Open adoption is a form of adoption in which the biological and adoptive families have access to varying degrees of each other’s personal information and have an option of contact, according to Wikipedia. In the case of closed adoption, an infant is adopted by another family, and the record of the biological parent is kept sealed. Often, the biological father is not recorded—even on the original birth certificate.
Nearly all professionals today and many birth and adoptive families will vouch for the importance of choosing an open adoption based on the overwhelming number of pros it holds for the adoptee. Some of these include:
- Ability to cultivate a relationship between the birth family and adoptive family. By creating this connection, a child has a greater opportunity to better understand that they were not unwanted or abandoned.
- Avoiding an identity crisis. In addition to “knowing” their biological family, adoptees can form a better sense of self. Some struggle with their identity later in life unless adoptive parents take the time to talk about adoption with their child from a very early age. Knowing who their birth parents are can help answer a lot of questions adoptees have, allowing them to better bond with their adoptive family as well as grow up knowing they are in a loving home because of a difficult yet loving decision.
- Access to medical records. One of the most awkward moments adoptive parents face is not being able to fill out a medical history for their child. It can be frustrating and scary, especially when faced with the uncertainty of an illness that requires important medical background information. Not knowing is not just risky, but can prove dangerous. Adoptees have long spoken out about not having access to this critical part of their past.
Open adoption is not always an option or in the best case of an adoptee, especially when the birth mother chose this path due to safety reasons for herself or the child she is trying to protect.
Another option for families is semi-open adoption, which is when there is a line of communication between the birth family and child but (typically) not visits. Additionally, each semi-open adoption is different, depending on what was decided at the time of placement and what works best for all parties, according to the Adoption.org article, What is Semi-Open Adoption?
This type of adoption has proven to be positive for the child in that it promotes communication between the birth family and adoptee, providing an opportunity for a child to better understand the reason behind the adoption as well as their identity. Once again, this equation of building a relationship between birth family and adoptive family, while slightly more controlled than open adoption, can result in helping to reduce or remove a child’s feelings of unwantedness. In the long run, children who are more confident and secure in where they have come from transition into more confident and secure adults. Additionally, in most cases, they will also have access to their medical history.
Open and semi-open adoption also is an opportunity for birth parents to feel more comfortable in choosing an adoptive family for the child as well as offer an opportunity for closure. Birth parents often feel guilt and loss. Not only can a birth parent rest easier knowing they have made the right decision for the child, but they have the chance to build a healthy relationship moving forward.
Do Adoptees Think Adoption is Good for the Child?
In the Adoption.org article Is Adoption Good or Bad? freelance writer Ashley Foster writes, “It greatly depends on who you ask. I am an adoptee. From my own personal experiences and how I view the world, adoption is a good thing. Adoption gives children a family, who otherwise would not have had one. Adoption gives hope to a child who has lost his or her parents. It provides a life for babies who otherwise might have been put to death. Adoption turns men and women into parents, giving them one of the most important jobs in the world. Families are put together to grow and thrive.”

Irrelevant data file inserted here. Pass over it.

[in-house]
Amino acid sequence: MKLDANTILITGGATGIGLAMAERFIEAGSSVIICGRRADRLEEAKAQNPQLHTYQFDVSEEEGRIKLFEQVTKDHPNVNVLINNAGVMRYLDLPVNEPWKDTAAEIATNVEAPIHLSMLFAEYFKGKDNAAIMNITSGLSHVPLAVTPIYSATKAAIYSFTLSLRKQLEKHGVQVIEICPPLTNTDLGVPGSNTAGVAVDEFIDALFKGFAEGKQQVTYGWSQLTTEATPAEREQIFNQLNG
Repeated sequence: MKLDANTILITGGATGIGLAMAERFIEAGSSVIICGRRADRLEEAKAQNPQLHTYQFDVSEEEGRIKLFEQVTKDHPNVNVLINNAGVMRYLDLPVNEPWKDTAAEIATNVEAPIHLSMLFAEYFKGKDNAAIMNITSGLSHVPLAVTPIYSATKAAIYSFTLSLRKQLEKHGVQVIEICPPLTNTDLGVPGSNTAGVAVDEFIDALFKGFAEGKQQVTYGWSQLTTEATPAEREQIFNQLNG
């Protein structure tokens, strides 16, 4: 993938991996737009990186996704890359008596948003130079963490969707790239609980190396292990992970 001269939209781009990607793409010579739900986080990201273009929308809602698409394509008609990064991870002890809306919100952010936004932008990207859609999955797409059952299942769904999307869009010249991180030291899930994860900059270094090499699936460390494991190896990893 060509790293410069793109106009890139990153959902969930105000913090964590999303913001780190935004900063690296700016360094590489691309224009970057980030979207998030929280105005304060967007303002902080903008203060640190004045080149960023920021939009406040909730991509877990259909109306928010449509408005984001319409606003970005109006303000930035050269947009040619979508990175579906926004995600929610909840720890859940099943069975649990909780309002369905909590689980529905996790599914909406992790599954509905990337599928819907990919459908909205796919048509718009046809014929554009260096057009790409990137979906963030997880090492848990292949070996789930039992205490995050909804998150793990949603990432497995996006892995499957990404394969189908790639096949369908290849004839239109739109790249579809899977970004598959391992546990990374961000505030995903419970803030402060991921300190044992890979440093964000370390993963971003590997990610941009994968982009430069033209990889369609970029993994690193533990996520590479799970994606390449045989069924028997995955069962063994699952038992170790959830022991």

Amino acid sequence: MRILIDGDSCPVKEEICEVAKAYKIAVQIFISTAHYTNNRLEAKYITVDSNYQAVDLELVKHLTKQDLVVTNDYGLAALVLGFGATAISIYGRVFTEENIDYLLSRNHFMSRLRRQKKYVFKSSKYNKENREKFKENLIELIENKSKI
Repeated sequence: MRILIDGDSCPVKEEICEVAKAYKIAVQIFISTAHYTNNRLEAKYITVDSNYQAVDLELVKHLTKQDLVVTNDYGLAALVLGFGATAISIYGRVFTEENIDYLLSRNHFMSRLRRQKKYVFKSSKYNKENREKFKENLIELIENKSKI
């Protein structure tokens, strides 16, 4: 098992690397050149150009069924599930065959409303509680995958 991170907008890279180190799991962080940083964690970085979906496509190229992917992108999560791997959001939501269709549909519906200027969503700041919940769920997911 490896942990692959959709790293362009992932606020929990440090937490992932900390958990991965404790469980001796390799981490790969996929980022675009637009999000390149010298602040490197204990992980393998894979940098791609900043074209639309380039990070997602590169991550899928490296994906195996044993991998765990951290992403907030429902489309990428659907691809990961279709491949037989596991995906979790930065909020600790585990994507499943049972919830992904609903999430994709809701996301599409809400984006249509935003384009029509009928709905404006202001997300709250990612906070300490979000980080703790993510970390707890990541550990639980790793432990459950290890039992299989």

According to Psychology Today, “Though being adopted has its challenges as children grow into adults, many adult adoptees report feeling stronger for having navigated them—and may even end up feeling more connected to their adoptive families, their birth families, their cultures, and their inner selves as a result.” Still, adoption has unique influences on identity formation as a child grows up and may cause children to confront loss and feelings of rejection; it may also present distinct challenges in adulthood, particularly when it comes time to discuss family history that might be unknown.
And while in most instances, adoption proves to be a good choice for children, that doesn’t mean that is the experience of all adoptees.
Ashley Foster goes on to explain that “Like with many things, the system is broken. Some children don’t find the loving families they deserve. Some parents don’t ever get matched to a birth family. I had an amazing childhood, but I no longer speak to adoptive parents. Some adoptees have really horrible experiences growing up.”
While There Are No Guarantees, There Is Hope
Expectant parents who do not feel as if they are ready or able to provide a stable or loving home choose adoption to do just that for their child. Hopeful adoptive families who wish to grow their family choose adoption to provide a stable and loving home and become a family to a child who needs one.
Despite everyone’s best attempts, there are no guarantees that any or all parties will wind up perfectly happy with their decision or that the adoptee will be happy with the choices made on their behalf.
Still, most studies show that with the right amount of communication, preparation, training, and support, adoption can be a wonderful solution to ensure a child’s well-being. Adoptees can have every opportunity for the love and care they deserve in order to grow into well-adjusted, happy, and successful adults.Are you ready to take the next steps on your adoption journey? Visit The Gladney Center for Adoption to learn more.